Hugh Freeze quit his job as head coach at Ole Miss tonight for reasons nobody wanted to describe other than saying they involved “moral turpitude.” Part of the narrative, though, at least for tonight, includes Freeze’s phone records, which show a one-minute call to an escort service. According to a report by Yahoo, which was confirmed by athletic director Ross Bjork at tonight’s press conference, Freeze released a selection of the records for his university-issued phone due to a public records request. But first he got to take some stuff out!
From Yahoo (Mars refers to a lawyer for Ole Miss coach Houston Nutt):
Freeze said he had the opportunity to redact numbers from his phone logs after a freedom of information request was made by Mars for his cell record. He said if there were anything nefarious about the call, he would have redacted it.
Really? He just got to take out phone numbers he felt like taking out? Bjork followed that up tonight by telling reporters that Freeze was allowed to redact “personal calls” from the phone records before they were released.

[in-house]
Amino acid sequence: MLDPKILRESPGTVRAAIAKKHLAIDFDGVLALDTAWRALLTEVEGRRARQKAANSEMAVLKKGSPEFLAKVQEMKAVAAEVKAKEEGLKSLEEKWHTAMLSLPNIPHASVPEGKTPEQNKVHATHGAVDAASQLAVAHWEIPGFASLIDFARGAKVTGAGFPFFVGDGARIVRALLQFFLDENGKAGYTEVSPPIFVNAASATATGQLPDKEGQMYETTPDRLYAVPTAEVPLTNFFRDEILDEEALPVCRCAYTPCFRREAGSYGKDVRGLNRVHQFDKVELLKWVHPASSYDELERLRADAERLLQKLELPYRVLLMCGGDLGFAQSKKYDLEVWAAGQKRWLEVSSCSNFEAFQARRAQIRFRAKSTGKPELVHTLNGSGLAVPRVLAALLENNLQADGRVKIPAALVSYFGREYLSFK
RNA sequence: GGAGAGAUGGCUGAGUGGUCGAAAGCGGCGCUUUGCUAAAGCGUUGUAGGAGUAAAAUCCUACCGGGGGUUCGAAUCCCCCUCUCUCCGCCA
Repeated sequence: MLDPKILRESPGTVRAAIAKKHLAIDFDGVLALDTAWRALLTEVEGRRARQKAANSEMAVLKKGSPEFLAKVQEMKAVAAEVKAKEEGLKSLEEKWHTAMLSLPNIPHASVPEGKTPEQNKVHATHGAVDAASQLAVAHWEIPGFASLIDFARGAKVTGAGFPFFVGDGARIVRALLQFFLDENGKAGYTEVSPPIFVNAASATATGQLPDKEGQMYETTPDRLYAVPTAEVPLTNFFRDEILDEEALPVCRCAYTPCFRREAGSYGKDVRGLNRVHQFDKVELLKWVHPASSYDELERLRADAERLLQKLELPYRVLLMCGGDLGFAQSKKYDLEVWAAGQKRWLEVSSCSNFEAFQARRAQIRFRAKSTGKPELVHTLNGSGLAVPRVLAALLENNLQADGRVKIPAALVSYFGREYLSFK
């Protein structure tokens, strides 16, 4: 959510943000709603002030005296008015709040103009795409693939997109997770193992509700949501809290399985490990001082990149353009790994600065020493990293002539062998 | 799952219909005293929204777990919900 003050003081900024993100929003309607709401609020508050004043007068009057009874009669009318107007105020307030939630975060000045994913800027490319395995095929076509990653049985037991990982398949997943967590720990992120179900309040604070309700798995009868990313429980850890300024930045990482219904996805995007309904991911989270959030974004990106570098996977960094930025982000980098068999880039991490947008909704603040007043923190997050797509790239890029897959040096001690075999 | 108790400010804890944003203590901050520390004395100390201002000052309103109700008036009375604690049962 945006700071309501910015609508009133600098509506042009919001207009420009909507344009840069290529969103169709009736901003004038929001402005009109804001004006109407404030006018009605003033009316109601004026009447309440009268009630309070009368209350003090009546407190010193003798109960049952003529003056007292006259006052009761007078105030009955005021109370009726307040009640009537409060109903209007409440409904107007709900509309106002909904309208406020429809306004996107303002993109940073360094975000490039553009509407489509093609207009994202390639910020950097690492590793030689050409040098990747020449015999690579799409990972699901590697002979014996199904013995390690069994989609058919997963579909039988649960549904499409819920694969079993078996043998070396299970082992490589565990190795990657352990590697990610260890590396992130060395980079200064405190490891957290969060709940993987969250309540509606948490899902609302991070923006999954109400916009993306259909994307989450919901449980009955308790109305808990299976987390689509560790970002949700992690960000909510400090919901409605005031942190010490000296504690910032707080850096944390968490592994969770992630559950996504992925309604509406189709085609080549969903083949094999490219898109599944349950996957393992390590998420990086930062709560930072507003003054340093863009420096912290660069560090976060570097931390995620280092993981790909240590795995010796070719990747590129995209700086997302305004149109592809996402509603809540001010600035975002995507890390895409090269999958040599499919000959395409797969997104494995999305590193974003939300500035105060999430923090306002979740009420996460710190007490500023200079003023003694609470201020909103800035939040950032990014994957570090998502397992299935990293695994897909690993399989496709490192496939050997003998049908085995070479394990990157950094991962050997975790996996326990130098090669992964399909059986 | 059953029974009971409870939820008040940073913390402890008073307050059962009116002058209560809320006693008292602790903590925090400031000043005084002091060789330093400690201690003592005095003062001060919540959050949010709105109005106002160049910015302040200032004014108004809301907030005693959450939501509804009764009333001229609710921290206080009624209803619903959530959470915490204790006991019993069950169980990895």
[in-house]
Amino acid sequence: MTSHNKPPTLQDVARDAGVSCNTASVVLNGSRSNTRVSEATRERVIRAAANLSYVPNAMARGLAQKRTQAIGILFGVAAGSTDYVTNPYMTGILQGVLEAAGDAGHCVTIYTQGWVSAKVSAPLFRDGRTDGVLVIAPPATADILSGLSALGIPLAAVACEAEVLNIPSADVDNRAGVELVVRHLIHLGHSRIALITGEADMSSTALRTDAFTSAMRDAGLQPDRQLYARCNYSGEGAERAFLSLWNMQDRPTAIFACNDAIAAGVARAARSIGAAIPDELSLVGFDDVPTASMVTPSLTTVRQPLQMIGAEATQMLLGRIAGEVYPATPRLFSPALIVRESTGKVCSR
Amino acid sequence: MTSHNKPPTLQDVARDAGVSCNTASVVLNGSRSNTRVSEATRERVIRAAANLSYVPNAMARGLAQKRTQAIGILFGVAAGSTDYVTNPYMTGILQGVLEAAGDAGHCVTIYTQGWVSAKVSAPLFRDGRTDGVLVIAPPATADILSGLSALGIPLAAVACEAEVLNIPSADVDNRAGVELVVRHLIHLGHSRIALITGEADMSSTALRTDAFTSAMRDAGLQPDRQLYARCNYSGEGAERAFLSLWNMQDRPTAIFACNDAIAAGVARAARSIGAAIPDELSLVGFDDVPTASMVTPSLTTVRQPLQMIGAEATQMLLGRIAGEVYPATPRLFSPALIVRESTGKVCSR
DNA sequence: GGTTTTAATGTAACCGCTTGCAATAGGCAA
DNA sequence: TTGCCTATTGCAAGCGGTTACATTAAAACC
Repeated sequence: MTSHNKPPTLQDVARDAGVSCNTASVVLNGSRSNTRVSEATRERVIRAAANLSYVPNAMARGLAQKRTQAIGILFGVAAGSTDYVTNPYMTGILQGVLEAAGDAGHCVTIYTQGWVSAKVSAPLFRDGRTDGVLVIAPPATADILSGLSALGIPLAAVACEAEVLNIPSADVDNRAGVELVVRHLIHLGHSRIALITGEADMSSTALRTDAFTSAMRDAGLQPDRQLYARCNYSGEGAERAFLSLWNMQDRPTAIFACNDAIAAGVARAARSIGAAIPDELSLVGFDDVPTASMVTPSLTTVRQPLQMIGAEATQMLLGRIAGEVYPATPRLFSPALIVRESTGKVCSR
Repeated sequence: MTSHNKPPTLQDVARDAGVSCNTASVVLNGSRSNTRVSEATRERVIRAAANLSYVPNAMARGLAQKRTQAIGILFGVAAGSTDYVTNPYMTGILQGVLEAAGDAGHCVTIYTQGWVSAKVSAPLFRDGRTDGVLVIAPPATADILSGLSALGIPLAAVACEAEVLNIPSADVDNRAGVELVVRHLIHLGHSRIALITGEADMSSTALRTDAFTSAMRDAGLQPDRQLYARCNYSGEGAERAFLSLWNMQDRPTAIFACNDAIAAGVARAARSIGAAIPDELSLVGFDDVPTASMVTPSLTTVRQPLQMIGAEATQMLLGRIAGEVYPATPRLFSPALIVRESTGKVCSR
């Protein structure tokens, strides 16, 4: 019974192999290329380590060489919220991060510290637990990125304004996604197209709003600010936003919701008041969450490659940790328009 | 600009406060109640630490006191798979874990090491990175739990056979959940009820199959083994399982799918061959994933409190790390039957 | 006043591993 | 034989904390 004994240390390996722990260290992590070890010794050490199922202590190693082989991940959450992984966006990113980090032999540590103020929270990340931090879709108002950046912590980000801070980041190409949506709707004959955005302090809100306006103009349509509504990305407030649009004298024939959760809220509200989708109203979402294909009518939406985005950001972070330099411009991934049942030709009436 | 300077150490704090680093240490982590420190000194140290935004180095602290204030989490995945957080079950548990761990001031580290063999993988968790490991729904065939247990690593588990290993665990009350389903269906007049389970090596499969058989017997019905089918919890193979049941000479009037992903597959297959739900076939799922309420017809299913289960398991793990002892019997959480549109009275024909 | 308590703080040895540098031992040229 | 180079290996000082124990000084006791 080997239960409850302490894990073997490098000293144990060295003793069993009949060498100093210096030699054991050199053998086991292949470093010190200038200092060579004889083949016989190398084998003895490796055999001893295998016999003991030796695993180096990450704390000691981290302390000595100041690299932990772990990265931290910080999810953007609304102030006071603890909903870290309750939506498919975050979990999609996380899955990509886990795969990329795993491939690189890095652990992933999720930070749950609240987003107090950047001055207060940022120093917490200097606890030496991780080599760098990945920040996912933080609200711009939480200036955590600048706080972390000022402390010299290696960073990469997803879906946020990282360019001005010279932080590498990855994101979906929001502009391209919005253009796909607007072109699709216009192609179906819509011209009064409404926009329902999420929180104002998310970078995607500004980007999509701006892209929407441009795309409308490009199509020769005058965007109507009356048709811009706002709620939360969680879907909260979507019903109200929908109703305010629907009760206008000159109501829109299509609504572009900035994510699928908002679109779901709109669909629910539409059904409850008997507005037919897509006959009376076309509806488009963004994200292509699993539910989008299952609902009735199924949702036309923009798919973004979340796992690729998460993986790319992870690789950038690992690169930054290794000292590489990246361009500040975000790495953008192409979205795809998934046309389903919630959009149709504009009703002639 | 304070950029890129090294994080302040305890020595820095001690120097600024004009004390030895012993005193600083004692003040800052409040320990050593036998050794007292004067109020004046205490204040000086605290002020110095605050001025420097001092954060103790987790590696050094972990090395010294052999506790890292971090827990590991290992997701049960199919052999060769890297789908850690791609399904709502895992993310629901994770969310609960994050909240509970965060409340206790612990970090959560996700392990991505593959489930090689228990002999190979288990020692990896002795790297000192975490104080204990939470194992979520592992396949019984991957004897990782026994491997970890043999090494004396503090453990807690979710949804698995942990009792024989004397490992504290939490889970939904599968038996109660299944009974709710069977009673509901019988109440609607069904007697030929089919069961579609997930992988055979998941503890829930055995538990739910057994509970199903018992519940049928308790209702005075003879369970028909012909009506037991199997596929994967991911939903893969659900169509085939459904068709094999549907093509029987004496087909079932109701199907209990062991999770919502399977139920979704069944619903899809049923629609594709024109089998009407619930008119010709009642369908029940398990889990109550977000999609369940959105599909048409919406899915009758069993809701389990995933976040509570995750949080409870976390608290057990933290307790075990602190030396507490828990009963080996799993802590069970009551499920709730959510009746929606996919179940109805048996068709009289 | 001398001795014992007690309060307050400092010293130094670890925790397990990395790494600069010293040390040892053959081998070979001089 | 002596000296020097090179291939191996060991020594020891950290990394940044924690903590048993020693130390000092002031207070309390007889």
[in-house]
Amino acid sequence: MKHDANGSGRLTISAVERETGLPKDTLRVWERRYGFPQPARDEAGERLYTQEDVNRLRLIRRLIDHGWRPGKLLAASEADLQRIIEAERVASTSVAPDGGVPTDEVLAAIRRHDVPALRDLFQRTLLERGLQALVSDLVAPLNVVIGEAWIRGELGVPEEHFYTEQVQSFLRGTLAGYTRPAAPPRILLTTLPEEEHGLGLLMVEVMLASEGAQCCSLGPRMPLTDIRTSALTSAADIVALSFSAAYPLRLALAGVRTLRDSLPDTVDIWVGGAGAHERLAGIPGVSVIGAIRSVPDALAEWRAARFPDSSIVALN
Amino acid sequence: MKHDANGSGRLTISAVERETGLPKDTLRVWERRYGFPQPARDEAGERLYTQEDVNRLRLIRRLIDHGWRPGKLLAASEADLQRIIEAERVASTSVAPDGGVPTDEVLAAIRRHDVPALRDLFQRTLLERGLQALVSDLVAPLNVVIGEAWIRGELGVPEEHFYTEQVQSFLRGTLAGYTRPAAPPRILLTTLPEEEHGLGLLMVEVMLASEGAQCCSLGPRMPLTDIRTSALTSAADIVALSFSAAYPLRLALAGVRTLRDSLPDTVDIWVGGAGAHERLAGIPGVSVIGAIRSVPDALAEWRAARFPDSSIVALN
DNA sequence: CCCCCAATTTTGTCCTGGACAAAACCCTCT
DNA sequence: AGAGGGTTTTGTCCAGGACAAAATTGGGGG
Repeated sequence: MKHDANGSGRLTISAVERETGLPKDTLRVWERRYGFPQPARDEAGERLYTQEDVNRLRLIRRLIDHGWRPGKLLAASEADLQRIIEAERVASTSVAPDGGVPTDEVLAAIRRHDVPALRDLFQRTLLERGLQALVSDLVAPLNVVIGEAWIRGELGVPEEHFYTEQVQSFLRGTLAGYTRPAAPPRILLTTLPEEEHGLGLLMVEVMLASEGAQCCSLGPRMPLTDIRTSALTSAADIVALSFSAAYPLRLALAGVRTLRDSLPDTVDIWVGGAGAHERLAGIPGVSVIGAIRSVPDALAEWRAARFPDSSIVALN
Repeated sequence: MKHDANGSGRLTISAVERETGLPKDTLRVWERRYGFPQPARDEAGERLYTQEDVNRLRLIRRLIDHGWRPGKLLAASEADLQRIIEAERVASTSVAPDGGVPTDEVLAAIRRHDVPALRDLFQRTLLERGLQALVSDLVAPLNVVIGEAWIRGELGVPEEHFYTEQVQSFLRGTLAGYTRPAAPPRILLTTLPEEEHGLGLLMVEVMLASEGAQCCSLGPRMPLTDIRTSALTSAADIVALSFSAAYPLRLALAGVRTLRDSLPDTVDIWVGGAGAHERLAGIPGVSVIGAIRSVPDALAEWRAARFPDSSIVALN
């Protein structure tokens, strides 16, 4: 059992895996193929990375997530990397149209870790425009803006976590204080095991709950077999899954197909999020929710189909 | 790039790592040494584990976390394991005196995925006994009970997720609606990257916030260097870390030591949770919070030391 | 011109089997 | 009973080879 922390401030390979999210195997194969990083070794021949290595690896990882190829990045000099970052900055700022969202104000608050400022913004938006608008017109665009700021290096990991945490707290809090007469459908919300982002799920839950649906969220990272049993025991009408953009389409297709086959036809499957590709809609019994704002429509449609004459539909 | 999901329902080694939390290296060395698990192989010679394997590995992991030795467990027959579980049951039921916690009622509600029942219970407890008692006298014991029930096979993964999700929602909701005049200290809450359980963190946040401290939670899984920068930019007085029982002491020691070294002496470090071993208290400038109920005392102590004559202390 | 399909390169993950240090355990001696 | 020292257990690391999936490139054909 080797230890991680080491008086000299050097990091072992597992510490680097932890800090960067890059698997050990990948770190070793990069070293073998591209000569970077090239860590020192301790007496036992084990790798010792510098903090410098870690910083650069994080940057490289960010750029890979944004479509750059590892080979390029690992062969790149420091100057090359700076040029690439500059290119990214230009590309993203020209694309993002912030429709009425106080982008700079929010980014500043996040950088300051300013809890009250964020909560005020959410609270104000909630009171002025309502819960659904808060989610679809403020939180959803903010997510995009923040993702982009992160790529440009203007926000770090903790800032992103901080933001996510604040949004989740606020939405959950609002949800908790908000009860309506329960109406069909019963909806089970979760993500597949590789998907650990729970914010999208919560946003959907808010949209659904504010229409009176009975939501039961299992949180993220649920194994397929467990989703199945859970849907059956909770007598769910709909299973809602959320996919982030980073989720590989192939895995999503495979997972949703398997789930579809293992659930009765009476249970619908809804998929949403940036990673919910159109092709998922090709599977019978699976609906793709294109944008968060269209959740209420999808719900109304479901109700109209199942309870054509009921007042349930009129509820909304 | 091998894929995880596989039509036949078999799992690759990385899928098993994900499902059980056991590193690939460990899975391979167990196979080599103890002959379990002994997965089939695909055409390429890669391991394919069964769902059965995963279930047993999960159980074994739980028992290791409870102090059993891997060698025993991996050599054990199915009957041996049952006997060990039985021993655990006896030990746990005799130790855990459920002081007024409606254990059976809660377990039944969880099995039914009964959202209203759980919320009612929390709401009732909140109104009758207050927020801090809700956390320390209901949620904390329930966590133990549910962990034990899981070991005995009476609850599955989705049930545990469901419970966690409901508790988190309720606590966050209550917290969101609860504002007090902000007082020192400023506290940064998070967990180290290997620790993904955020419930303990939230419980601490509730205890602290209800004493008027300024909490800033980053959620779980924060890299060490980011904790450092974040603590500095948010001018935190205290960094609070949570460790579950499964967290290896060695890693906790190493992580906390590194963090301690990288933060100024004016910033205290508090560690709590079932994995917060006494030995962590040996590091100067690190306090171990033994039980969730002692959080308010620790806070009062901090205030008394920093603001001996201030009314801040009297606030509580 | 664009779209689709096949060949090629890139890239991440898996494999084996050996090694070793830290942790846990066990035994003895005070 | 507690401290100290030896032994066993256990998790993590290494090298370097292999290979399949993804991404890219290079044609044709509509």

It’s not unheard of for states to exempt personal information from public record requests. The idea is that a person emailing their spouse from work about groceries or child care isn’t really the public’s business. The definition of personal information can leave open a lot of room for just taking out stuff at your convenience, though, which Freeze hinted at at when he told Yahoo that the call must have been okay because if it wasn’t he would have redacted it.
This leaves us all with a question. If you’re, say, a college head coach and one of the best-paid public employees in your entire state, and you’re suddenly leaving your job due to what your own university called a “pattern of conduct that is not consistent with our expectations,” are calls involving, say, consensual sex stuff personal or not? You could argue that either way; Ole Miss’s lawyers might well be about to find out which side has the better case.